For anyone looking for a critique group and struggling to find reliable people, man, I get it. If possible, I think you should try to get a group that meets at least bi-weekly, either in person or online. Mine is online and we just start a group chat on Messenger and read pages together once a week. It's the best. I was in several before this one took off and it took years before I got the exact fit I wanted.
If you don't have a great group yet, just keep meeting people and swapping pages and talking things out until hopefully, you find a group that fits. Talk to your fellow writers. Mention how you would love to find a great critique group. Someone might have a lead. Our group started two years ago, but some of the people who have helped me the most joined after we first founded. They came in because they asked around and heard from our group members that we had something going on they could join.
2. Rewriting the Book
I mentioned the rewrite I did under section four, but here I want to talk more generally about editing. While writing a new book is an important part of growing as a writer and giving yourself the best chance possible while querying, learning how to edit also matters a LOT.
If the book isn't working, try rewriting it AT LEAST once before giving up on it. Often I hear authors ask how they'll know if something is query ready and my experience is this: you do the best you can, send it out, then discover it wasn't good enough, and rewrite it.
With all of my books (except one), I did at least one major revision before abandoning them in the query trenches. In every case, my request rate went up after the revision. The only book where I didn't, it was because I could tell the book needed a revision, I just didn't have a good sense of what the rewrite would look like, so I moved on to the next book.
Obviously, you try to rewrite your book to the best of your ability before ever sending it out, but don't be afraid to go back and rewrite if things aren't going well. Get some outside eyes on it (as mentioned in point 4) and then try to rework it into something stronger.
My third book actually netted me two different Revise and Resubmit requests. These taught me a lot about revision and in some ways, I felt like I finally knew how to assign myself an R&R when I went back to rewrite Death on the Caldera. Revision is a learned skill and even if your book does still die in the query trenches, like my earlier ones did, I'm glad I spent the time learning how to revise so that I could successfully do it later.
1. Writing Another Book
So say you've queried that book, sent it out, revised it, sent it out again and it's STILL not working out for you? Well, perchance, the time has come. Time to write another book. Ideally, you've been drafting it already while the last book was in the query trenches, so the transition isn't too much of a shock. But there still seems to be a point where we have to make a conscious choice to let one project die and focus on another.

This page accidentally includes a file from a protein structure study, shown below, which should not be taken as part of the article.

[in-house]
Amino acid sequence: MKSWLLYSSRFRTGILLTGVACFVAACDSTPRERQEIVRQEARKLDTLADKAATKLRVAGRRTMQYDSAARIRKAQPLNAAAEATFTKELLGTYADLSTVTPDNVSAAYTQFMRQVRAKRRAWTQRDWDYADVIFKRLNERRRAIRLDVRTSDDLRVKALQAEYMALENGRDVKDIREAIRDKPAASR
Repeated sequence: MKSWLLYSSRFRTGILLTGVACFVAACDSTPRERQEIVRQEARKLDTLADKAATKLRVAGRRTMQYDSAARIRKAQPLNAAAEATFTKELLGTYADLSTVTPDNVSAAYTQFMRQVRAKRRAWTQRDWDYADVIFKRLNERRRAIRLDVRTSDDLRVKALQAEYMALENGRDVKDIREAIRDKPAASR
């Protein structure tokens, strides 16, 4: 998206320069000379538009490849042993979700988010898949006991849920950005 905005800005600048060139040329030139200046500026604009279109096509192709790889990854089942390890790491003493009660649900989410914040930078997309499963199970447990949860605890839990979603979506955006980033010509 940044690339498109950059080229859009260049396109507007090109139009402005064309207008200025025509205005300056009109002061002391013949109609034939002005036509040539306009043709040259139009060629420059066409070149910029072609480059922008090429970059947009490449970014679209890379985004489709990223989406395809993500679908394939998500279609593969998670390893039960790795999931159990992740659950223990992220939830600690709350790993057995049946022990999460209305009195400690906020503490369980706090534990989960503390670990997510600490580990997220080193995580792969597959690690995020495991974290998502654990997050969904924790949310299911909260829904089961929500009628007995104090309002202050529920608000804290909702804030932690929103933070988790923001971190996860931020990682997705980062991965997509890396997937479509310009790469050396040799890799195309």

Generally, I would say try to get to 100 or so queries before letting a project die. Though I'll be honest, some genres there might not be 100 agents to query, especially if you query agencies that are one-and-done. But at LEAST 50 then. Don't give up too soon.
One of the stickiest decisions I had to make in my own query journey came in late 2020 when an agent offered me a Revise and Resubmit opportunity with my previous novel, the YA Contemporary. This had been my Pitch Wars novel and it was - without question - the best book I had ever written.
The thing was, I was halfway through my draft of Death on the Caldera, which I was way more excited about, plus it was a completely different type of book. An agent who loved my YA Contemporary might not want me to give them an Adult Fantasy next. I waffled for several weeks about which one to focus on until, in the end, the new book won out. Sure, I could make the old book better by revising it again, but I knew I had a different, BETTER book on my hands if I could just finish it. I felt a little crazy letting the old book die before it was truly dead, but I had already been around the R&R block with that manuscript once before and I knew this opportunity could also result in another "no."
In addition to writing, I also love to paint, and when using watercolor, there's always a risk of going over the same section too many times until it looks overworked. That can happen in writing too. We can stall out on the same project for too long, when it might be more helpful to move on to something new.
In the end, I really do believe that the best decision I made for my writing career was to keep writing new books. I could incorporate the new things I was learning until eventually, I had a better book. I've loved all my projects, but it really is okay to let one go and allow yourself to fall in love with something new. It might just be the book you really needed.
So. There you go. That's the list. It's too long. I'm sorry, brevity was never my strong suit (which is why I needed to learn to edit). But those are the things that helped me. I hope they help you. And I hope you publish a million books.